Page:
Cookies help us deliver our Services. By using our Services, you agree to our use of cookies. Learn More.

Toby From The Office Has Some Dangerous Traits Of This Type Of Person

In 2013, The Office wrapped up nine seasons of the Dunder Mifflin paper company's employees' antics, and many of those employees remain beloved by fans for their exaggerated portrayal of some real life archetypes. Anyone who's ever had long-term co-workers knows someone like cat-obsessed Angela (Angela Kinsey), or an arrogant intern like Ryan (BJ Novak). It seems like everyone's personality on the show is simultaneously too real and larger than life — and then there's Toby (Paul Lieberstein).

Undoubtedly, everyone in the corporate sphere has had to deal with Human Resources, represented at the fictional Scranton branch by Toby Flenderson. Toby is basically Dunder Mifflin Scranton's fun police. He is the bane of Michael Scott's (Steve Carell) existence. He's regularly the butt of his jokes, and target of the boss' bad moods. It's easy to feel bad for the quiet HR rep, but upon closer examination, it seems Michael may have some valid reasons for his discontent. 

Besides being a total bore, Toby has some other questionable traits. Looper talked to clinical and forensic psychologist Dr. John Paul Garrison, PsyD, about the dangerous traits Toby exhibits on The Office, and the diagnosis was revealing, to say the least.

Toby's personality isn't just boring, it's dangerous

For someone in Human Resources, Toby is remarkably disengaged from his fellow employees. His monotone voice antagonizes his coworkers, instead of comforting them. Speaking on Toby's affect, Dr. Garrison said, "Emotional flatness is tied to the lack of empathy development in serial killers." He also added, "That is not to say that all people with flat affects are psychopaths," but in Toby's case it should be viewed in "a broader context with other behaviors."

What Dr. Garrison called Toby's "intense and bizarre social skill deficits" are another box to tick on the psychopath checklist. He points to "Toby's bizarre behavior around Pam when wanting a picture with her." Fans will no doubt remember that — on the season 4 episode "Goodbye, Toby" — Toby screams for a camera, and then runs out to hastily purchase one to ensure he gets a photo with Pam (Jenna Fischer) before his impending departure. Dr. Garrison also cited "his strangeness when introducing a new girlfriend" as a prime example of a social defect. We'd like to add that time he awkwardly tried to kiss Nelly when she dressed as him for Halloween, and the time he told a total stranger to "smile if you love men's prostates" to the list.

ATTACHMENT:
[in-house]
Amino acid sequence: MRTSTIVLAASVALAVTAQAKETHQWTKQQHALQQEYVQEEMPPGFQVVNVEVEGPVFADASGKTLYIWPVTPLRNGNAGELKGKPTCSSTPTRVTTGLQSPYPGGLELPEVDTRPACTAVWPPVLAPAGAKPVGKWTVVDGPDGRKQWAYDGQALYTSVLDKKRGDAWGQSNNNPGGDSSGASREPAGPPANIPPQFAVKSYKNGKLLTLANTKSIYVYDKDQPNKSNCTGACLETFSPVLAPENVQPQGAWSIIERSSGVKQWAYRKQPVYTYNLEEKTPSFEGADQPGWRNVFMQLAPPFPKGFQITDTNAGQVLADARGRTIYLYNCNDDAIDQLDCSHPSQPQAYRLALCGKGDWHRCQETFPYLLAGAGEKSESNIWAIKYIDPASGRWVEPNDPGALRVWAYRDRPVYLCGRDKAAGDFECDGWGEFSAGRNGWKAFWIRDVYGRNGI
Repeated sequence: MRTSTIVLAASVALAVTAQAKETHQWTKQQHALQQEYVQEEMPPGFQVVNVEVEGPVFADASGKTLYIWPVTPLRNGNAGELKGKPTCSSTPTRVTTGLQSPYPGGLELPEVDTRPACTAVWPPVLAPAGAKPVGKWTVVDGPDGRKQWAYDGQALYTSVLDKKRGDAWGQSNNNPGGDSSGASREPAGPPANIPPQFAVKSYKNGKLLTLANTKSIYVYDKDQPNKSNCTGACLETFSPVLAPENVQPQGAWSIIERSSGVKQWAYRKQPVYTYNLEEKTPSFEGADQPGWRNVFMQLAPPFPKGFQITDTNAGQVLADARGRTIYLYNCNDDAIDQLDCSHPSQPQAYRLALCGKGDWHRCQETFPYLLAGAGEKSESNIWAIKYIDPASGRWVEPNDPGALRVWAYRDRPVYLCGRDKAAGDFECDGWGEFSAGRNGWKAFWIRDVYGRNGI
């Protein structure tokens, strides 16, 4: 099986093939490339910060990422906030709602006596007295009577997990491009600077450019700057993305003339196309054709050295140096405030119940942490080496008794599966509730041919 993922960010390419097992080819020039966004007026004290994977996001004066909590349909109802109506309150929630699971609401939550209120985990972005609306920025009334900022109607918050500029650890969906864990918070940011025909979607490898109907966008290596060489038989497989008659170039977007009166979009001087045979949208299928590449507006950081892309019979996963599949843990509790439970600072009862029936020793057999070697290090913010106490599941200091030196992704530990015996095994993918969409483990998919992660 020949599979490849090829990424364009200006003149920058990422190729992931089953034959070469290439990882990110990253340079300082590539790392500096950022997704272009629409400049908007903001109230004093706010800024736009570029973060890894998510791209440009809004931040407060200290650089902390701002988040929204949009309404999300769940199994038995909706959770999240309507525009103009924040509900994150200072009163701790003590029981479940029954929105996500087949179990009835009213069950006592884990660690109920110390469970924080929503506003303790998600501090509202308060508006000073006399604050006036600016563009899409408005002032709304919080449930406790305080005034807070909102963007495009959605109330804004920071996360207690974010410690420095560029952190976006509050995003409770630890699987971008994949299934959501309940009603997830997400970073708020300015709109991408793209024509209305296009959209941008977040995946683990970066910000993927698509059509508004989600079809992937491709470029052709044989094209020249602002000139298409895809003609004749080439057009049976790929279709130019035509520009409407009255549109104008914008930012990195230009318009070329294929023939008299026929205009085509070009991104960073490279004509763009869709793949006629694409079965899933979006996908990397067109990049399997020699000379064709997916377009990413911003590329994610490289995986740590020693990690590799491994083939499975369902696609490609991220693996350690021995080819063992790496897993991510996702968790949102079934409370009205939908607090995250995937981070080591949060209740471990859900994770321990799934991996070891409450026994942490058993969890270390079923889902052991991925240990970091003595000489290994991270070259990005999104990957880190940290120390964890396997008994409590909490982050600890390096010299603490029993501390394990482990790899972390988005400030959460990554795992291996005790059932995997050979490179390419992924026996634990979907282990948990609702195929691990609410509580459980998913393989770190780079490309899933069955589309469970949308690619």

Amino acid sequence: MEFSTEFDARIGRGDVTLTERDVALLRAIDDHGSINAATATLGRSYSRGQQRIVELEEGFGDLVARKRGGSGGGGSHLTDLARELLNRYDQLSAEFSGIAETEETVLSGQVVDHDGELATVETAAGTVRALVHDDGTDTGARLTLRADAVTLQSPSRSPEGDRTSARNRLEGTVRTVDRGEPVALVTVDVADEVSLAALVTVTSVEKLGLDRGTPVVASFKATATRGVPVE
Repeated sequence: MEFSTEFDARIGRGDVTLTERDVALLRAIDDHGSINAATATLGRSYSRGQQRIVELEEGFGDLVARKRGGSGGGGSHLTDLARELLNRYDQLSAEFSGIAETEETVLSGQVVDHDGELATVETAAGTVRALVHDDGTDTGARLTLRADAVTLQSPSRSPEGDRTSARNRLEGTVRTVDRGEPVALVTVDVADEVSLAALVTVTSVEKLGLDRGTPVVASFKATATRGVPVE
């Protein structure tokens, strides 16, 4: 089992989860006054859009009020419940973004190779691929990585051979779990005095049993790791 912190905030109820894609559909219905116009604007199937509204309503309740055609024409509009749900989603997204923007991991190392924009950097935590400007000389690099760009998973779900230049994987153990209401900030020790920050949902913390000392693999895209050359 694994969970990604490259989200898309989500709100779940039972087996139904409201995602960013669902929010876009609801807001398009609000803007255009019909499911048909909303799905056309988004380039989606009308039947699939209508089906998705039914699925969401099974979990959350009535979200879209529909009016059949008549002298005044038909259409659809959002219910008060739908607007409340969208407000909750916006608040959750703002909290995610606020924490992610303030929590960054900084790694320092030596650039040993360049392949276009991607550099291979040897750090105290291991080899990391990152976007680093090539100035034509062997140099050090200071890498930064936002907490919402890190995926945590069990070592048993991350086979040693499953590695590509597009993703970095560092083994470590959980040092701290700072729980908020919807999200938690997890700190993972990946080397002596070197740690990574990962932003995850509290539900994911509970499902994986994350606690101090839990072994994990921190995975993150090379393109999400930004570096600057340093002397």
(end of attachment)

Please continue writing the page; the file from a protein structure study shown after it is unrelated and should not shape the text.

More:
Speaking to us about what it all means, Dr. Garrison said, "A significant percentage of mass murderers and serial killers have neurodevelopmental difficulties." While we have no idea what happened in Toby's childhood, Dr. Garrison pointed to a number of neurological problems that may be the root cause — including a dysfunctional amygdala, which contributes to a lack of remorse or emotion.

Toby's obsessions are a red flag

Toby has confessed that he doesn't have a particular passion for HR. To be frank: He doesn't show a whole lot of passion for much. When he does find an interest, though, Toby gets obsessed. 

The most concrete example of this is his obsession with Pam (Jenna Fischer). Throughout the years, Toby demonstrates an unhealthy infatuation with the receptionist. Remember when he put his uninvited hand on her thigh? There was also the time he refused to give Jim and Pam the proper disclosure paperwork, and the many times the camera caught him almost asking her out. By the end of the show, Toby's had a decade-long obsession with Pam. Within this context, Dr. Garrison noted that, "Serial killers are notorious for being obsessive."

He also pointed to Toby's fixation with the Scranton Strangler. Toby finds every opportunity to talk about the trial, and often proclaims that the accused is innocent. Dr. Garrison contended that whether Toby is the strangler is up in the air, but that "his obsessive interest in him is consistent with an individual obsessed with murder."

He may do more than just talk about murder

If it were just the court case alone it wouldn't be a problem – loving true crime isn't a crime. But Toby's murder obsession goes one step further. He's actually working on a murder mystery novel about "a man who hates people." Dr. Garrison warned, "While there are plenty of authors who write about all sorts of gruesome and awful situations, in combination with his other traits, this is a troubling aspect of Toby."

Toby never names the protagonist in his story. Could it be the quiet HR rep is writing a memoir of his own crimes? Dr. Garrison said that it is strongly implied Toby is writing about himself, and that "writing about murder, regardless of who is doing it, does suggest unresolved anger and hostility."

In all the times Michael has bullied Toby, including calling him an "evil snail" and throwing pens at him, Toby has never stood up for himself. Could it be that Toby lets his frustrations out in another way?

Or perhaps he doesn't feel anything at all.